As the fight against COVID-19 continues, the plight of UK cinemas, which have faced terrible financial stress due to the lockdown, continues through the art world. Cinemas forced Close It has been closed since late March and, with a few exceptions. These venues have to decide whether reopening will be feasible after the latest lockdown eases, with very real potential for measures of real social continuity that make live performance virtually impossible.
Even after Britain came out of lockdown in the summer, ticket sales were limited and profits declined. Now, with the threat of a second lockdown in force and Christmas shows, the future of British theater remains highly doubtful.
One source of hope has been live-streaming shows – and many theater companies are also involved National Theater Live There was some success with this format. And, interestingly, the idea of streaming live theater into people’s homes goes back to the Victorian era.
From 1893 to 1925 the London Electrophone Company flowed the sound of live theater into the house using a telephone instrument known as an electrophone.
Inventors of the time, including Alexander Graham Bell, looked on the telephone and saw something that could be used to reach large groups of people – they understood that telephone cables could be used to communicate information from one person to many people. Can be done for, and not just a one-to-one conversation.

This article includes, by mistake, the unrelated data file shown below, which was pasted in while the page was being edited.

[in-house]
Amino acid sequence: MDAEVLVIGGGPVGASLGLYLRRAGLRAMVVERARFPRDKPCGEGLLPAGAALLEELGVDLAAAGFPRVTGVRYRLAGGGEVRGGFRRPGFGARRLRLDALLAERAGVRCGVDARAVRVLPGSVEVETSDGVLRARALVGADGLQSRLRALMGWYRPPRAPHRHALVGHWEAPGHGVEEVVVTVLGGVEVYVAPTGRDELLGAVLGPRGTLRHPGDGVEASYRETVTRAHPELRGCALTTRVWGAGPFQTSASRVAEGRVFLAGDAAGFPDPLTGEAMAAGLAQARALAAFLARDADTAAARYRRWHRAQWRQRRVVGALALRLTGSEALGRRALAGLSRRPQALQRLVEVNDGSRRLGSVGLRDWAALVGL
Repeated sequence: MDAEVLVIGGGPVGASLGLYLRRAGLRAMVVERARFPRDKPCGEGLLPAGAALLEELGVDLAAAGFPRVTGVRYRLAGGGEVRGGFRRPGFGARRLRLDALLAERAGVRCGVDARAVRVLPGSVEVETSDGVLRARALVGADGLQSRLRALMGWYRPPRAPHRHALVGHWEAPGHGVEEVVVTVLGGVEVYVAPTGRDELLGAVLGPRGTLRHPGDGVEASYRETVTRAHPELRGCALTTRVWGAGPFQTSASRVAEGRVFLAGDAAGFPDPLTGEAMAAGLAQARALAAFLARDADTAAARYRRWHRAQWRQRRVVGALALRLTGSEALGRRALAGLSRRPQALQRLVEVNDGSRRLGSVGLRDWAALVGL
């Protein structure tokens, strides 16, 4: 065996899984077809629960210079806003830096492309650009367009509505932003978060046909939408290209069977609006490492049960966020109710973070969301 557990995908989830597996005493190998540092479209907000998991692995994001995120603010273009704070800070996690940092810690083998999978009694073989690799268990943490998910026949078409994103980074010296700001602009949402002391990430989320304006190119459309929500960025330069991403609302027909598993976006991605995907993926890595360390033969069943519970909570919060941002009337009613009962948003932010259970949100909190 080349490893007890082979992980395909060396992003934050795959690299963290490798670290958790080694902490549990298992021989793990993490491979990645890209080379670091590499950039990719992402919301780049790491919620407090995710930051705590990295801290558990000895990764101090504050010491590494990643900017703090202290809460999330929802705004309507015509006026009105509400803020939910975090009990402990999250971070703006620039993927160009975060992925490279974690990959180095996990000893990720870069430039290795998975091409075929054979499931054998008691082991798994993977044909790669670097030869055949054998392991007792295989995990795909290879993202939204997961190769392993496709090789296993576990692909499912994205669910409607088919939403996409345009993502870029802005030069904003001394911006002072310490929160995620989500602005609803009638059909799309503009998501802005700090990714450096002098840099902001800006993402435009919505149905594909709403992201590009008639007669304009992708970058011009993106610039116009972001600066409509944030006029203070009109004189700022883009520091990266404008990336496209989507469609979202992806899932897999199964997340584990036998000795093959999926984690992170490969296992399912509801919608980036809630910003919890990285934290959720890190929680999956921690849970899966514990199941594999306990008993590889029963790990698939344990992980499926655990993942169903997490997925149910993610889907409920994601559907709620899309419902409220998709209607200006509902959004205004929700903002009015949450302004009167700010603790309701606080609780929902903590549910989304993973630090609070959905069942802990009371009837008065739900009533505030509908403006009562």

Music festivals, scientific lectures, church services and theater shows were “streamed” into the homes of those who could purchase it nationwide. For those on smaller budgets, listening salons were built. For the first time, you could experience a show rather than being in a theater. It was, of course, earlier First live radio broadcast in 1920.
Possible thanks to french work Ernest Mercadier (Who previously patented headphones), copied from Electrophone used primitive headset French theatrophon (However, unlike the Théâtrophone, the electrophone did not use stereo technology). “Circular telephones”, as they were known, were being tested throughout Europe in the late 19th century. Telephon Hermondo in Hungary Was still used in late 1945).
Electrophone was similar to the French version as it streams audio from theater and music venues, while both the Hungarian and Italian versions were slightly different as they also broadcast their own news service to subscribers.
Shock of new
Electrophones functioned by sending information via telephone wires to a central receiver in the home, where one or more headsets could be fitted (each additional headset came with an additional cost). The audible sound will be heard by a small microphone behind the footlight in front of the stage. At church services the microphones were hidden in a fake wooden bible.
Each electrophone was an actual live show performed somewhere in the country – usually at large London theaters, such as the Adelphi Theater or Covent Garden Opera. In 1896, the music standard reported time to users, saying that they could hear the audience “rustle like leaves” in the theater during a performance that was broadcast live.